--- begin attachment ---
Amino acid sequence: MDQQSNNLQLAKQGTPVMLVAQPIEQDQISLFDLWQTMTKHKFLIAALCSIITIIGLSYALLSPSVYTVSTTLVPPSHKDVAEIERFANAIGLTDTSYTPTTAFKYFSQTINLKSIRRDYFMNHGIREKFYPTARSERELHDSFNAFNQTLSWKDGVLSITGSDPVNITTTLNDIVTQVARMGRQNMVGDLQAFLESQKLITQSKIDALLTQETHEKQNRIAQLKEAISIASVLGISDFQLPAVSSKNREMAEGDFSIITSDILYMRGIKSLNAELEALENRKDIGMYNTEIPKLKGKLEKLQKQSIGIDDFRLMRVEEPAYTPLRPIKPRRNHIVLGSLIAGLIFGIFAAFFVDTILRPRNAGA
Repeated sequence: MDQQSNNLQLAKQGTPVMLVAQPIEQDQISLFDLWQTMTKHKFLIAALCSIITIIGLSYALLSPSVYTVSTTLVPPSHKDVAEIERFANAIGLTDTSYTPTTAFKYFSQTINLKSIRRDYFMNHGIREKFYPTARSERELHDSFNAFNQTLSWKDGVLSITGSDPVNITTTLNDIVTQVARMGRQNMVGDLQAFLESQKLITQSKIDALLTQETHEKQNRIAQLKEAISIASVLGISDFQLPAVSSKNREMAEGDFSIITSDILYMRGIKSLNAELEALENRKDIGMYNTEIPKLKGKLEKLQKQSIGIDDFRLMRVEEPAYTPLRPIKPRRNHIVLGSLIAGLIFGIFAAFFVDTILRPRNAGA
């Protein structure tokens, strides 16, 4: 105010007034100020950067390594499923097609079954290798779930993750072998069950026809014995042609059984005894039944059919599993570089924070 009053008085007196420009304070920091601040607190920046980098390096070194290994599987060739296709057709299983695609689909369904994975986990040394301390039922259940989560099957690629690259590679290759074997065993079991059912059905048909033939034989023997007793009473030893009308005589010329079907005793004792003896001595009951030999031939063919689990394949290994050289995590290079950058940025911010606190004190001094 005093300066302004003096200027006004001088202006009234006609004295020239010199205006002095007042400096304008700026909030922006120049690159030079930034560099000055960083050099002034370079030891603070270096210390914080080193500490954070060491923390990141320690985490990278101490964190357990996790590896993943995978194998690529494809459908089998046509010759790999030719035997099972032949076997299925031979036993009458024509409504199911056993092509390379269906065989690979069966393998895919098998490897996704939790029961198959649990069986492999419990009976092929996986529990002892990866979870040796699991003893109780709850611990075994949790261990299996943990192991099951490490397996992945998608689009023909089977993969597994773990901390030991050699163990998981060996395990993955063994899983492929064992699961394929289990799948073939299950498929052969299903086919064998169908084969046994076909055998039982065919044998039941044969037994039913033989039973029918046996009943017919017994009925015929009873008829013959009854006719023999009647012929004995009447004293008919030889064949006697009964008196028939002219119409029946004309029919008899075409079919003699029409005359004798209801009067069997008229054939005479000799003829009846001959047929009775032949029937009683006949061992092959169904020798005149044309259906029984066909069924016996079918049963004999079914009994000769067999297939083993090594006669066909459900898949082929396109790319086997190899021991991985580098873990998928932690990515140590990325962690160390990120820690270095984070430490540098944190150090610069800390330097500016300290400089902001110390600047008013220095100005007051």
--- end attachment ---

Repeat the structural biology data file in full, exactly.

Amino acid sequence: MDQQSNNLQLAKQGTPVMLVAQPIEQDQISLFDLWQTMTKHKFLIAALCSIITIIGLSYALLSPSVYTVSTTLVPPSHKDVAEIERFANAIGLTDTSYTPTTAFKYFSQTINLKSIRRDYFMNHGIREKFYPTARSERELHDSFNAFNQTLSWKDGVLSITGSDPVNITTTLNDIVTQVARMGRQNMVGDLQAFLESQKLITQSKIDALLTQETHEKQNRIAQLKEAISIASVLGISDFQLPAVSSKNREMAEGDFSIITSDILYMRGIKSLNAELEALENRKDIGMYNTEIPKLKGKLEKLQKQSIGIDDFRLMRVEEPAYTPLRPIKPRRNHIVLGSLIAGLIFGIFAAFFVDTILRPRNAGA
Repeated sequence: MDQQSNNLQLAKQGTPVMLVAQPIEQDQISLFDLWQTMTKHKFLIAALCSIITIIGLSYALLSPSVYTVSTTLVPPSHKDVAEIERFANAIGLTDTSYTPTTAFKYFSQTINLKSIRRDYFMNHGIREKFYPTARSERELHDSFNAFNQTLSWKDGVLSITGSDPVNITTTLNDIVTQVARMGRQNMVGDLQAFLESQKLITQSKIDALLTQETHEKQNRIAQLKEAISIASVLGISDFQLPAVSSKNREMAEGDFSIITSDILYMRGIKSLNAELEALENRKDIGMYNTEIPKLKGKLEKLQKQSIGIDDFRLMRVEEPAYTPLRPIKPRRNHIVLGSLIAGLIFGIFAAFFVDTILRPRNAGA
């Protein structure tokens, strides 16, 4: 105010007034100020950067390594499923097609079954290798779930993750072998069950026809014995042609059984005894039944059919599993570089924070 009053008085007196420009304070920091601040607190920046980098390096070194290994599987060739296709057709299983695609689909369904994975986990040394301390039922259940989560099957690629690259590679290759074997065993079991059912059905048909033939034989023997007793009473030893009308005589010329079907005793004792003896001595009951030999031939063919689990394949290994050289995590290079950058940025911010606190004190001094 005093300066302004003096200027006004001088202006009234006609004295020239010199205006002095007042400096304008700026909030922006120049690159030079930034560099000055960083050099002034370079030891603070270096210390914080080193500490954070060491923390990141320690985490990278101490964190357990996790590896993943995978194998690529494809459908089998046509010759790999030719035997099972032949076997299925031979036993009458024509409504199911056993092509390379269906065989690979069966393998895919098998490897996704939790029961198959649990069986492999419990009976092929996986529990002892990866979870040796699991003893109780709850611990075994949790261990299996943990192991099951490490397996992945998608689009023909089977993969597994773990901390030991050699163990998981060996395990993955063994899983492929064992699961394929289990799948073939299950498929052969299903086919064998169908084969046994076909055998039982065919044998039941044969037994039913033989039973029918046996009943017919017994009925015929009873008829013959009854006719023999009647012929004995009447004293008919030889064949006697009964008196028939002219119409029946004309029919008899075409079919003699029409005359004798209801009067069997008229054939005479000799003829009846001959047929009775032949029937009683006949061992092959169904020798005149044309259906029984066909069924016996079918049963004999079914009994000769067999297939083993090594006669066909459900898949082929396109790319086997190899021991991985580098873990998928932690990515140590990325962690160390990120820690270095984070430490540098944190150090610069800390330097500016300290400089902001110390600047008013220095100005007051």